RM — The documentary took a year to film and over 4 years to edit. I wanted to ask deeper questions, the kind of stuff that people in the audience would ask if they could sit down and have a beer with these guys. This documentary was a passion project… I made the movie that I wanted to see.

For more information about “The Venom Interviews” documentary, visit the film’s website http://thevenominterviews.com/ or the Facebook page https://www.facebook.com/groups/The.Venom.Interviews/

Are Hognose Snakes Venomous?

Executive Summary:

  • Yes, hognose snakes are venomous.
  • No, hognose snakes are not dangerous.
  • Venomous does not (necessarily) mean dangerous.

Which hognose snakes are we talking about?

For the purpose of this discussion, “hognose snakes” include Heterodon in North America, Lystrophis in South America, and Leioheterodon in Madagascar. It does not include hognose pitvipers (Porthidium) in Latin America, or any other viperid or elapid.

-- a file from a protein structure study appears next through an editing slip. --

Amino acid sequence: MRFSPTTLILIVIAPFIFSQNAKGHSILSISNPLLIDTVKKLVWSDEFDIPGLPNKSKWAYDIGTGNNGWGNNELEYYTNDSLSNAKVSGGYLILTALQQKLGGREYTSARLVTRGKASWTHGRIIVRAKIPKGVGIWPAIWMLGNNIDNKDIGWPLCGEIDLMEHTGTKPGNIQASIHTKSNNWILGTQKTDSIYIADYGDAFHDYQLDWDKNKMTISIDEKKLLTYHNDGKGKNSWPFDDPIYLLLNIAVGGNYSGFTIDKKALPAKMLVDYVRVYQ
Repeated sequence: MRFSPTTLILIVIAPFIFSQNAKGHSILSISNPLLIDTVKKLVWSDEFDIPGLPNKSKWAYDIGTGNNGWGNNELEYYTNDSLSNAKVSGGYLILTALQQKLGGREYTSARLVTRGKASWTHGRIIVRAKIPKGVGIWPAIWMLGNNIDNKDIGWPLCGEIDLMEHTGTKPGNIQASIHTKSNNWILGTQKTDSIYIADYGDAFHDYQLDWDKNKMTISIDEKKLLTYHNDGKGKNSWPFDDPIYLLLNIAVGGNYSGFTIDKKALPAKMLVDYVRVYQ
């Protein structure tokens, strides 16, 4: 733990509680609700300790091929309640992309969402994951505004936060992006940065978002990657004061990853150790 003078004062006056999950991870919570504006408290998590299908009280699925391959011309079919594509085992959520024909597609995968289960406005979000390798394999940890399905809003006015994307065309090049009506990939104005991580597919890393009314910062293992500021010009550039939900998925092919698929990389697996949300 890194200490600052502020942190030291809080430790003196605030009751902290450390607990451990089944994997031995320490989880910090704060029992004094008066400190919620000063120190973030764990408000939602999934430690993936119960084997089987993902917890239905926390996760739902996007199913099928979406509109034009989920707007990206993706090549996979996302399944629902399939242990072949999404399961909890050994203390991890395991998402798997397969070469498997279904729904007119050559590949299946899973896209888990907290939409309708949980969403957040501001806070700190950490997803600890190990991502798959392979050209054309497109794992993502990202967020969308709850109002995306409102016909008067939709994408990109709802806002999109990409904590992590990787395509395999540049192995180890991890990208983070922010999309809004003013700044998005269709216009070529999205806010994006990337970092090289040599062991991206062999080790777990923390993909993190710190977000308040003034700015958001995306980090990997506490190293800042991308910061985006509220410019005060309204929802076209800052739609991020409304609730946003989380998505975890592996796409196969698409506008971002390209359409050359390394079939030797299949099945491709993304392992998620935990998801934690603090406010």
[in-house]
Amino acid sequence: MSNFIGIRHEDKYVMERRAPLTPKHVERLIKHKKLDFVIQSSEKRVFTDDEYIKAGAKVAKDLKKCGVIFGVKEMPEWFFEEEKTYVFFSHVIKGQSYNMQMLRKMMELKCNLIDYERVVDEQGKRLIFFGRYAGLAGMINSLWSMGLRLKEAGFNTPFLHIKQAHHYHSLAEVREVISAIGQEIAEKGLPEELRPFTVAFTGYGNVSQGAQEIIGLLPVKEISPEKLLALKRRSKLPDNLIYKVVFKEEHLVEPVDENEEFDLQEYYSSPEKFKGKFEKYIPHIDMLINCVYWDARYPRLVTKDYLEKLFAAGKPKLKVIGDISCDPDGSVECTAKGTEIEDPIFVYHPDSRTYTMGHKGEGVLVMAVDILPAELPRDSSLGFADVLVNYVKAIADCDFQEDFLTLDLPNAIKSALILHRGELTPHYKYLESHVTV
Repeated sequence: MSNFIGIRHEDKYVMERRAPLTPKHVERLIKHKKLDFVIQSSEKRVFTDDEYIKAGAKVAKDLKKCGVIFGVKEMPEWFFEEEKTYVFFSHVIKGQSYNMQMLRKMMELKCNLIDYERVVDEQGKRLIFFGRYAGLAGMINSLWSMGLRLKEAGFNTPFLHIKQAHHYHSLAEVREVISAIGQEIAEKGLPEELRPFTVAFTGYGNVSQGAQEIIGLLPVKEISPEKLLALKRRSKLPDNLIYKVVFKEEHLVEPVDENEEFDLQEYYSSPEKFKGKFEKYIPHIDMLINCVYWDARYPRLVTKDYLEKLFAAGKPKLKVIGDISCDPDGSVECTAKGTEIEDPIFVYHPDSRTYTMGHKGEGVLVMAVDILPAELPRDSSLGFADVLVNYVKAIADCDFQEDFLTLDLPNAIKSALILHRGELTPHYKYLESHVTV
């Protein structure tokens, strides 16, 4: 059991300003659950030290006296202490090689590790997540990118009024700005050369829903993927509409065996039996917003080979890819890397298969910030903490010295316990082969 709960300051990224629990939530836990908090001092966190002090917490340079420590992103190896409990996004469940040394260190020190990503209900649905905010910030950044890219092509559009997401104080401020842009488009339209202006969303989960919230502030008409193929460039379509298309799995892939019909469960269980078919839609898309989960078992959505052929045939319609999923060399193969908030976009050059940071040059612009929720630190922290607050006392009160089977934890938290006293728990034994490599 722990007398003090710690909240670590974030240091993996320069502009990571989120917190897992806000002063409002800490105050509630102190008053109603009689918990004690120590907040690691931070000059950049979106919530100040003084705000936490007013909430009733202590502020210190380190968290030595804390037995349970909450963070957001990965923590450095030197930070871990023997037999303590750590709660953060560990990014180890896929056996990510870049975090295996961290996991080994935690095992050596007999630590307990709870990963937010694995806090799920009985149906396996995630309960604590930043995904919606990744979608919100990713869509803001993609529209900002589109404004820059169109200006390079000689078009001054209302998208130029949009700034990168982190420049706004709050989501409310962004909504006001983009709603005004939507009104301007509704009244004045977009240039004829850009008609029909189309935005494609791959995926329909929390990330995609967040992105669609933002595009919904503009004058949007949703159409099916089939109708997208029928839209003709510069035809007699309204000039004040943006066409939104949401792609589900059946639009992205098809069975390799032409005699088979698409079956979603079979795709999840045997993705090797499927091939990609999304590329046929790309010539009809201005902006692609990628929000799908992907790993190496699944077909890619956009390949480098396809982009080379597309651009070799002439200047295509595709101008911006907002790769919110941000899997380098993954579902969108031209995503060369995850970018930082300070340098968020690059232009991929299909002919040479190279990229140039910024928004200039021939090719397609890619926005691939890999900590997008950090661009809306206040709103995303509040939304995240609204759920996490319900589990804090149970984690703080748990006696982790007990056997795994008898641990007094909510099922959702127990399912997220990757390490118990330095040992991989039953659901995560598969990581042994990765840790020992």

The three genera of hognose snakes are all members of the family Colubridae, the taxonomic junk drawer of “typical” snakes, whatever that means. With a few notable exceptions, colubrids are harmless to humans. Although a surprising number of them are rear-fanged, only a handful are of any concern whatsoever to humans.

What’s the problem?